Parks and gardens which are now historical were once modern, corresponding at the time of their creation or redesign to the spirit of the age. It is only due to the passage of time and to retrospective evaluation that they have become legacies of garden culture.
Where are the historical parks and gardens of tomorrow being created today? What are the distinctive qualities of contemporary gardens whose design reveals potential of this kind for the future?
Friction between the old and the new, analysis of existing work as well as breaks and provocation are important driving forces of progress in art and culture. More than a few experts bemoan a too hesitant further development in garden design since the middle of the 20th century or at least the difficulty regarding acceptance of innovative ideas in the design of open spaces.
And yet there are examples in Europe today of the implementation of innovative ideas during the period of 1950 to the present, when towns, their squares and open spaces were being restored and redesigned, when destroyed or neglected gardens were being reconstructed, when new public and private parks were being created.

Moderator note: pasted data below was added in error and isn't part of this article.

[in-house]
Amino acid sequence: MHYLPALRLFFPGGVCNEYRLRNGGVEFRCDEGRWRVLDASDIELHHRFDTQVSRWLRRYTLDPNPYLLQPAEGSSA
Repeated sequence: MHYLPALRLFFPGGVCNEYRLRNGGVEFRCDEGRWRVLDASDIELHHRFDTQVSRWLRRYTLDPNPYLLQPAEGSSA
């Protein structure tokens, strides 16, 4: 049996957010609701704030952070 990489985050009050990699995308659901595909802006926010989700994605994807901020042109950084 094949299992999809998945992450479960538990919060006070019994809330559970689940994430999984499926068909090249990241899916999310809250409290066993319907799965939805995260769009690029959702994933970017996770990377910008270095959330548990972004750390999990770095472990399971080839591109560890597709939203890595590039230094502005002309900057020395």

Towards the end of the 20th century, a new task was added, with the quest for new uses for disused areas of industrial production. In the Ruhr area in particular – the old industrial heartland of the German Land of North Rhine-Westphalia – awareness grew of the particular qualities and potential of industrial landscapes and industrial nature. These were opened up, enhanced to create unique parks and centres of culture in many cases and linked together to form a large regional landscape park.
Outstanding contemporary parks and gardens are distinguished, for example, by their unusual location, by new concepts for using space and design, by the diversity of what they offer, by the choice of materials and retention of existing structures, by new forms of documentation, information and didactics or interdisciplinary collaboration and the involvement of the public. They are always places for encountering nature or considering how we treat nature, the landscape, culture and ourselves.